The Dangers of Microsoft's Recall: Security Experts Sound the Alarm

AI written, human edited. 

Microsoft's recent announcement of its new "Recall" feature for Windows 11 has set off alarm bells among cybersecurity experts and privacy advocates. In the latest episode of the popular Security Now podcast, hosts Steve Gibson and Leo Laporte delved deep into this controversial feature's potential risks and implications.

Microsoft describes Recall as designed to capture and store everything a user types or views on their Windows 11 device, essentially creating a comprehensive timeline of their computer usage. While the company positions it as a productivity tool, allowing users to search and recall their past activities, the security concerns raised by Gibson and Laporte are hard to ignore.

At the core of the controversy lies the fact that Recall stores this data, including sensitive information like passwords and credit card numbers, locally on the user's machine in a new folder called "Core AI Platform." While Microsoft claims the data is encrypted at rest using BitLocker, the hosts point out that online backups are made of live, unencrypted data, creating potential avenues for exploitation.

Steve Gibson, expressed grave concerns about the implementation of Recall. He cited a security researcher named Kevin Beaumont, who detailed how "stealing everything you've ever typed or viewed on your own Windows PC is now possible with two lines of code." Beaumont's findings suggest that malware could easily access and exfiltrate the Recall database, exposing users to unprecedented privacy risks.

Leo Laporte echoed these concerns, pointing out that while the data may be encrypted at rest, once a user logs in, it becomes decrypted and accessible to any malware on the system. This negates Microsoft's claims of security and puts users' sensitive information at risk.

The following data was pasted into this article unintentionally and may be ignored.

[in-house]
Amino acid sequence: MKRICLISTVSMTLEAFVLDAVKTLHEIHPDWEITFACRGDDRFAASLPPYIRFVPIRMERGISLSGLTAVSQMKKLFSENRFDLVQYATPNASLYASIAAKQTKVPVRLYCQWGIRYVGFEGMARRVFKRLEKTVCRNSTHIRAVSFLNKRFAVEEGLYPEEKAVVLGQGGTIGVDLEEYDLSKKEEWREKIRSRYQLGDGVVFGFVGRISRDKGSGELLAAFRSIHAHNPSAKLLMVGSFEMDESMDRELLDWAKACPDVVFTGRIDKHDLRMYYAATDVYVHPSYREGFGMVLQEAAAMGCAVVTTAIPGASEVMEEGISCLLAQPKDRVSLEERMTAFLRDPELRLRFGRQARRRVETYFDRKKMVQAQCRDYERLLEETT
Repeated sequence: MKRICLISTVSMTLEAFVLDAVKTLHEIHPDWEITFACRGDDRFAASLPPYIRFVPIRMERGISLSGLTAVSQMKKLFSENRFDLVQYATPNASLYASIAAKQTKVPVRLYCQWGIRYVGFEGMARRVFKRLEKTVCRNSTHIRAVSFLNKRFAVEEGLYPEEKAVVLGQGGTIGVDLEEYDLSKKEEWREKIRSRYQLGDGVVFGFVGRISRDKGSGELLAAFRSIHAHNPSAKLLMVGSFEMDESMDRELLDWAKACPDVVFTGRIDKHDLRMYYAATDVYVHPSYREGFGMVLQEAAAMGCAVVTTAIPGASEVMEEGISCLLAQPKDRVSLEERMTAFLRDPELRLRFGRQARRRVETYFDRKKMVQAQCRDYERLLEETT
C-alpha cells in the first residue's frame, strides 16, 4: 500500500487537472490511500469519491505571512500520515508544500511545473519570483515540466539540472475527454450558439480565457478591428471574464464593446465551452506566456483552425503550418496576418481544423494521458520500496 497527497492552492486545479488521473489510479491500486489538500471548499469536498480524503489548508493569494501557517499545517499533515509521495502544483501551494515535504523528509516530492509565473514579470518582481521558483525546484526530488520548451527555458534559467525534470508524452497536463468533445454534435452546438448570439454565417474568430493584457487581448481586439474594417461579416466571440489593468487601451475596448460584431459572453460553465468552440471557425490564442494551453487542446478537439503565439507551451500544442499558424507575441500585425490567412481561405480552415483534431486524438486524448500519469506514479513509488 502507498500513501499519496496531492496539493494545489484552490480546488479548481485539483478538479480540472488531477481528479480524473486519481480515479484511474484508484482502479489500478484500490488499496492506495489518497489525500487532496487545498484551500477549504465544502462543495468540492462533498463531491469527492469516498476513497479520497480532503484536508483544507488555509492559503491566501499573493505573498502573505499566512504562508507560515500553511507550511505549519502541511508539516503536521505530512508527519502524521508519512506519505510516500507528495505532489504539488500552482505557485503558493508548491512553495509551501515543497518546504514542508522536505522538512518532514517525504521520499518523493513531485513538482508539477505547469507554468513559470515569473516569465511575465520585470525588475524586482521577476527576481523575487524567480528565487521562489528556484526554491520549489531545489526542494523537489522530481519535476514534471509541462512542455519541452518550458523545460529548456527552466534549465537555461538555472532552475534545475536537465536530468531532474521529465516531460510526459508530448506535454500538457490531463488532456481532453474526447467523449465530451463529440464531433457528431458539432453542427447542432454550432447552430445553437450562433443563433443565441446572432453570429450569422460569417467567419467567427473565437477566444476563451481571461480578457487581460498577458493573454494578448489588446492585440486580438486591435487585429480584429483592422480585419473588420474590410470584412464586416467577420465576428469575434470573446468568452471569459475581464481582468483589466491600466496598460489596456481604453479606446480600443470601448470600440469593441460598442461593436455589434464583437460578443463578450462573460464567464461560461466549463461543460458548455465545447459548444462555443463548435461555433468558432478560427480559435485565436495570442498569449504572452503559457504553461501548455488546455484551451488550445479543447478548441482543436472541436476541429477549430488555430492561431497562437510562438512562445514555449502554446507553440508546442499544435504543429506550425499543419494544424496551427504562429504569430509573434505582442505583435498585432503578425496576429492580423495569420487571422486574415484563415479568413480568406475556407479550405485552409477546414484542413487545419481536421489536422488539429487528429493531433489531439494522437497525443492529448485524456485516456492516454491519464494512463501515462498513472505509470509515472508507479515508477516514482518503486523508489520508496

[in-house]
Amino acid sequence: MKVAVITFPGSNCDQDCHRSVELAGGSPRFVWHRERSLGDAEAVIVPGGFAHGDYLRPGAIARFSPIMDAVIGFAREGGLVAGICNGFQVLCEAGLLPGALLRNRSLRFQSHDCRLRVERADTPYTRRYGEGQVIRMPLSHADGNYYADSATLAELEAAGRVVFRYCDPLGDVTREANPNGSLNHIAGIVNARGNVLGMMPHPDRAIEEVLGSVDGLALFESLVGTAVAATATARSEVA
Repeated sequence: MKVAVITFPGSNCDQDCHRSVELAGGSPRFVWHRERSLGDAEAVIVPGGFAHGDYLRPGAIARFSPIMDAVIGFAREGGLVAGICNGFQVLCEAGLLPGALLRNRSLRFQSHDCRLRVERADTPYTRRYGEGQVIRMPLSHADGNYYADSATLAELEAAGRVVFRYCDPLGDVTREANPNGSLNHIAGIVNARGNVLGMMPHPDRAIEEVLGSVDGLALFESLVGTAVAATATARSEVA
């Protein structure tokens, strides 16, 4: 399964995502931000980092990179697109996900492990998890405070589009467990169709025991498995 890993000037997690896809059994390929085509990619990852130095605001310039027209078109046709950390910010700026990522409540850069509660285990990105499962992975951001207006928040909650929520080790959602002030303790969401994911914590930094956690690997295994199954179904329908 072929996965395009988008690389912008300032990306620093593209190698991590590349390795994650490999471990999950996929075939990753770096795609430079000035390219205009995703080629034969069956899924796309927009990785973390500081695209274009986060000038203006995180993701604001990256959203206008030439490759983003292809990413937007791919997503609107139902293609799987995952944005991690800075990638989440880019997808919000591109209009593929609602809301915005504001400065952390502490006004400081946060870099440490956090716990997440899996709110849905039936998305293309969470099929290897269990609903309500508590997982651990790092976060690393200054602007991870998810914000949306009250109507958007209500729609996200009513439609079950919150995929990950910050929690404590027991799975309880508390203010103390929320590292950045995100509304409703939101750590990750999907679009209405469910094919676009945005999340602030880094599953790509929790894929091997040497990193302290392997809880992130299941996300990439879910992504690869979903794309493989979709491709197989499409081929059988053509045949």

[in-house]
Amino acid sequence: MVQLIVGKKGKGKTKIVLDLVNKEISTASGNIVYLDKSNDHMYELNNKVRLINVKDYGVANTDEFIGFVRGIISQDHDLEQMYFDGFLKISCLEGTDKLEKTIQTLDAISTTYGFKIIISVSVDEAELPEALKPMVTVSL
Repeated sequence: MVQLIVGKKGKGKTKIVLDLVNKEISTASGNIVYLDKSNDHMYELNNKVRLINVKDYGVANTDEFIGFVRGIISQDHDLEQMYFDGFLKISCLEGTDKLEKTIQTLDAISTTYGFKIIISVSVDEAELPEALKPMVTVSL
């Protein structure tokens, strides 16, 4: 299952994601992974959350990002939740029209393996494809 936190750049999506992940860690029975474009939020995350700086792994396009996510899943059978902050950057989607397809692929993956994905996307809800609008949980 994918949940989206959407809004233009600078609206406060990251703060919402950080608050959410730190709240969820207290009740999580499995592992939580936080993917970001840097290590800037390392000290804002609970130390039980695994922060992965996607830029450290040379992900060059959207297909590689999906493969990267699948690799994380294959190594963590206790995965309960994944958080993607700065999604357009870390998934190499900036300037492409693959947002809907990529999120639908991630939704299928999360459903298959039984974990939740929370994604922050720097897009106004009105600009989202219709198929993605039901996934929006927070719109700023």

However, Gibson also offered a compelling theory about Microsoft's motivations for Recall. He suggested that the company might be using it as a first step towards creating a powerful, personalized large language model (LLM) for each user. By capturing and storing a user's entire corpus of computer usage, Microsoft could train a local LLM to serve as a personal AI assistant with intimate knowledge of the user's life and activities.

While the idea of a personalized AI assistant with perfect recall is undoubtedly intriguing, the security risks highlighted by Gibson and Laporte cannot be ignored. As Laporte pointed out, if implemented poorly, Recall could potentially "kill it in its tracks" and erode public trust in AI technologies due to privacy concerns.

The episode concluded with a call for Microsoft to address the security issues surrounding Recall and potentially recall (pun intended) the feature until it can be implemented with proper safeguards and user consent. As Gibson aptly stated, "Microsoft has not proven itself to be a trustworthy caretaker of such information."

In the rapidly evolving world of AI and personal computing, features like Recall highlight the delicate balance between innovation and security. As technology companies push the boundaries, it is crucial for security experts and advocates to raise their voices and ensure that privacy and user safety remain paramount considerations.

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